I finish nursing in the breeze of the window then burp, tuck, back away slowly. Then climb into bed, clutch the duvet up around chilled shoulders, swish legs back and forth. Melting into the mattress with that giddy, going-to-be-asleep-in-thirty-seconds-flat feeling but in twenty-nine seconds he squawks, needing to be UPRIGHT, NOW. Repeat: 3:30. 4:45. 5:30.

I beg into the murk before dawn “PLEASE button yourself, please so I can sink into this bed and not get up again…”

Then he spurts a stream of hot, runny yogurt that trickles wet down my back and I am his again and I tsk and coo “there sweets, I know it’s not easy, being a baby. You curl up on mama and find sleep in thirty seconds flat. Mamalove truly, madly, deeply.”


Despite being convinced that parenthood would be a barfy-smelling, cheerio-crunching, sweatpant-wearing purgatory, I had a baby. Bewitched amid smears of peanut butter by a wriggling, scruffy, golden retriever of a kid named Evan. Alongside this first pregnancy, Sweet/Salty ( was born, a personal outlet that recently allowed me to capture a part of the human experience I would have thought inhospitable to light.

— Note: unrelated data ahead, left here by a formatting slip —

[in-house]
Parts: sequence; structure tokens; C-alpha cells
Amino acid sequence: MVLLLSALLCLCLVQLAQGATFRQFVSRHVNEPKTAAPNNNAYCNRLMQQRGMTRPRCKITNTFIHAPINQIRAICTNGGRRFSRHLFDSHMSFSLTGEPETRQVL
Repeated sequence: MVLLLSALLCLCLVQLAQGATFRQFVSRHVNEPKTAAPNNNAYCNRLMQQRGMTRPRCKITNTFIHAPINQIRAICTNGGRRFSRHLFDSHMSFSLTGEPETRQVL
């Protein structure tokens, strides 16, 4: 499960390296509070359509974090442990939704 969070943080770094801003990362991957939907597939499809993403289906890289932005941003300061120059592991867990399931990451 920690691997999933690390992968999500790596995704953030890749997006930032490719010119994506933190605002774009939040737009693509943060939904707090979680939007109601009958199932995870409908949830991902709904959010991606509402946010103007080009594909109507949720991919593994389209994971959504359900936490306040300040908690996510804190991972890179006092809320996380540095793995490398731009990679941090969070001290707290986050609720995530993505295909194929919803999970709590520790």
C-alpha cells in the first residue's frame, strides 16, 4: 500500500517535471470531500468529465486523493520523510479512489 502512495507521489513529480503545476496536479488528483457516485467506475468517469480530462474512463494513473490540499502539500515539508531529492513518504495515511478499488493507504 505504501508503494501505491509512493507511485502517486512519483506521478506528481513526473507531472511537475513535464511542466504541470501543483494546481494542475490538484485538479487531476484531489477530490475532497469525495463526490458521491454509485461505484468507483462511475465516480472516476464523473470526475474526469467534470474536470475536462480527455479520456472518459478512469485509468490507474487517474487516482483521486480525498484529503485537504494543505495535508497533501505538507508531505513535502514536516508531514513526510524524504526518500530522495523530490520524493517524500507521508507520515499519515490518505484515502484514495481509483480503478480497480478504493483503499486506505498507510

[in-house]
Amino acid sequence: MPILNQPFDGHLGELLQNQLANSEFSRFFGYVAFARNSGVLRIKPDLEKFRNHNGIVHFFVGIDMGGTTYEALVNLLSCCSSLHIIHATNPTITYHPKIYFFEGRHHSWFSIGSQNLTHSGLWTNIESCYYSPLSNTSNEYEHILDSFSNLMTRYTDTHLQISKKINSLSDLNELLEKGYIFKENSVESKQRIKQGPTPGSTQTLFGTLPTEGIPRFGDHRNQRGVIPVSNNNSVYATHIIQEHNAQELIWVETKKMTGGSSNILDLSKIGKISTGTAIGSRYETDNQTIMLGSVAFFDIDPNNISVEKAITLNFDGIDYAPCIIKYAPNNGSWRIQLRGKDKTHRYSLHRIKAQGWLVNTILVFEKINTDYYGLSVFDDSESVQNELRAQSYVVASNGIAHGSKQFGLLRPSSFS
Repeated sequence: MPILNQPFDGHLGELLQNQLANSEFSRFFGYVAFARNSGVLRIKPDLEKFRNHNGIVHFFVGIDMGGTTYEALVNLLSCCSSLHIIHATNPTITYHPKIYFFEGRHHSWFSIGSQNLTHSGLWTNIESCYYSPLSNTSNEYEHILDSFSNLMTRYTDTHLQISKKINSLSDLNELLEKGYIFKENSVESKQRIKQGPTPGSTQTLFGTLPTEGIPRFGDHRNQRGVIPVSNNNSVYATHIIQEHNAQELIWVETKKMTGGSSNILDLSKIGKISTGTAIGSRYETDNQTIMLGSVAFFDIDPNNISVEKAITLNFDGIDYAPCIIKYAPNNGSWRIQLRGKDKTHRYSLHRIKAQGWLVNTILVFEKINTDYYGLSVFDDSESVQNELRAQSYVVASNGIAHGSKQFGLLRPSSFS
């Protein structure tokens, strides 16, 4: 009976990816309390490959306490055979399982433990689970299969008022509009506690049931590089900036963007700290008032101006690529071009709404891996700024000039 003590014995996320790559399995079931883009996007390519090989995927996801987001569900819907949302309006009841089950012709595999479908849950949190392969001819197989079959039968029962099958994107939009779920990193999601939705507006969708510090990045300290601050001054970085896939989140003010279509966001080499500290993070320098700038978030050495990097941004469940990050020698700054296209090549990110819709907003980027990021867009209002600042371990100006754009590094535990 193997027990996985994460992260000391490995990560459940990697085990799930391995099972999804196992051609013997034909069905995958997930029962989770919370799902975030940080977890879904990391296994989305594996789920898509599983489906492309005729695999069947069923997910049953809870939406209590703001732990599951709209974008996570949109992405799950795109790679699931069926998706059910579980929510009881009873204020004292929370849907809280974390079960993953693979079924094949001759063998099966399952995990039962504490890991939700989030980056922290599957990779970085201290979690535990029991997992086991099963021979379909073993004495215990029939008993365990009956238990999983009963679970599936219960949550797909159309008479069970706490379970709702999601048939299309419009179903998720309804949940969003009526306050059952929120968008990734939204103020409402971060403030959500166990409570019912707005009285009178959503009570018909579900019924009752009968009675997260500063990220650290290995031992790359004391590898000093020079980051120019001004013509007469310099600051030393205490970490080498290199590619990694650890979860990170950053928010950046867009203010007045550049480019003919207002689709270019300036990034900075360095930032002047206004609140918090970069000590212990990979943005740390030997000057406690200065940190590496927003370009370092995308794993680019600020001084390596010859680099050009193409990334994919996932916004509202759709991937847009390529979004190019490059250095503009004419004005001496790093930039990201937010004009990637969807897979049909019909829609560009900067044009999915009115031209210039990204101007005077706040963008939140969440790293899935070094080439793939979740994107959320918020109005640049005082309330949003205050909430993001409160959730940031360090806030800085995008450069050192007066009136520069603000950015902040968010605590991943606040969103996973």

Happily recruited into the baby gulag, we became pregnant with identical twin boys. Born catastrophically three months early, one survived and one did not, each the size of barely enough butter for a pie. Liam, who lived for six weeks, is a hole in our hearts, murmuring to us every day. Now five months old, his mirror-brother Ben grins and stretches and farts gloriously, living and thriving for two.

We carry on, struck by lightening, simultaneously torn to shreds and inspired to live in technicolour. Thanks to the release and community of Sweet|Salty I have evolved like an alien creature of the deepest trenches in the sea, able despite blackness to feel with alternate senses for sustenance and peace. And to laugh at baby farts, because they’re funny.

Diane Sokoloski


I blame my state on postpartum depression even though my youngest is eight years old. I realize postpartum depression happens soon after birth but what do doctors know?